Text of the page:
Q: Can flash drives fail or have file errors if they aren’t kept sufficiently charged?
— Name withheld
A: Actually, while flash drives are powered by the computer’s USB port when connected, you can’t charge flash drives.
The flash drive has a grid of transistors that are switched on or off to store bits of data. The power for switching the transistors comes from the USB port and once you disconnect the flash drive there is no onboard source of power. No power is required for the flash drive to retain that data.
That said, there are a number of factors that can put the data on a flash drive at risk. First, flash memory will eventually wear out. Flash-memory components lose their ability to store data after thousands of read/write operations, and the projected endurance of flash drives depends on the specific type of flash memory employed.
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Industrial-grade single-level cell memory can perform around 100,000 read/write operations. Less expensive multilevel cell memory is limited to around 10,000 read/write operations, though that’s more than enough for most consumers’ needs. Most consumer drives carry five-year warranties, though most users will find their data to be safe long after that.
Still, the limitations on read/write operations mean that flash drives aren’t ideal storage for files you’re going to be changing frequently.
But there are also other factors that can corrupt data on a flash drive. Environmental conditions — especially high temperatures and high humidity — can shorten the life of these devices.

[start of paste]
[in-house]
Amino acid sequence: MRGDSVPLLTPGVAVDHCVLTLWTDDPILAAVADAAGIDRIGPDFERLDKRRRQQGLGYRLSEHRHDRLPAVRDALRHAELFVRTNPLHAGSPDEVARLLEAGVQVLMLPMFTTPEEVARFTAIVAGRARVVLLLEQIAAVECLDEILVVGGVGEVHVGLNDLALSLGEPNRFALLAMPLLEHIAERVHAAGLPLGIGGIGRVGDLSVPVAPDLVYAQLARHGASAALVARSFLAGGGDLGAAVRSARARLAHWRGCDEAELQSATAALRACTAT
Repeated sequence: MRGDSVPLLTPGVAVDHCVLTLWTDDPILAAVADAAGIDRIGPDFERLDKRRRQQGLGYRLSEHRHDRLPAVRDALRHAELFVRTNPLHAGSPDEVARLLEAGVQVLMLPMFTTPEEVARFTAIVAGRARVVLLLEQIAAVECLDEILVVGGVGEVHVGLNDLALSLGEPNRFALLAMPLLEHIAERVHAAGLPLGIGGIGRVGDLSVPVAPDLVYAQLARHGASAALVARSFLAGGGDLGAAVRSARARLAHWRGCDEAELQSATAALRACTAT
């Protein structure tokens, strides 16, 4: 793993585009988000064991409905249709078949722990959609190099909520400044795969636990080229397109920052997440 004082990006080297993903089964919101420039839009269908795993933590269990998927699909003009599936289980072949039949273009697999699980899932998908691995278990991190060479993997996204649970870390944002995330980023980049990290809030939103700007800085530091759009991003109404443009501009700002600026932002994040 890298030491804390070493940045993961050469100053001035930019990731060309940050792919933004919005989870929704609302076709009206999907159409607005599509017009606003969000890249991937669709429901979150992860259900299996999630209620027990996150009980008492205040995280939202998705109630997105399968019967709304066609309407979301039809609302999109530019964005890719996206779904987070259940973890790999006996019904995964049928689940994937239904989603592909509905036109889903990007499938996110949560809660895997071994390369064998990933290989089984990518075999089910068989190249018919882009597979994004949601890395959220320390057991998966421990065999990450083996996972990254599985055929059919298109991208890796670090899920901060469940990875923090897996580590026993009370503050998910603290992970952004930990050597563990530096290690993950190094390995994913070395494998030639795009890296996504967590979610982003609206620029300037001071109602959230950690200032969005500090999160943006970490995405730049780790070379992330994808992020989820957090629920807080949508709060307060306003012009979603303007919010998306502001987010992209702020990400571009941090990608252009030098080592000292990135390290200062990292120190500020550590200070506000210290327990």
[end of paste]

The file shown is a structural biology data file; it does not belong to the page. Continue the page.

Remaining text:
Probably the most common cause of flash-drive corruption is inappropriate handling by users. Specifically, removing a flash drive from a USB port — especially if it is in operation — without using the operating system’s ejection command can result in corrupt files. In Windows you’ll want to right-click on the drive in File Explorer and then select “Eject.”
Q: In regard to your recent column about blocking robocalls on cellphones, is there a way I can stop robocalls on my landline?
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A: Nomorobo offers a free app for landlines using voice over internet (VOIP). You can check it out at: http://www.nomorobo.com/
As for landlines not using VOIP, you can invest in a robocall blocker device for less than $100. One such device is CPR V5000 Call Blocker, which lists for $89.99 on Amazon. You’ll also need to pay for Caller ID service from your phone company.
The device comes with a preprogrammed list of 5,000 numbers identified as robocallers, and you can add up to 1,500 callers to the list by simply pressing a red button on the device. I can’t attest to its efficiency in blocking calls, however, and since robocallers frequently change the numbers you may find yourself hitting the red button’s ceiling.
Another option is to check whether your phone company offers an “anonymous call rejection” service. That service will block calls from callers who block their caller ID, a tactic frequently employed by robocallers and telemarketers.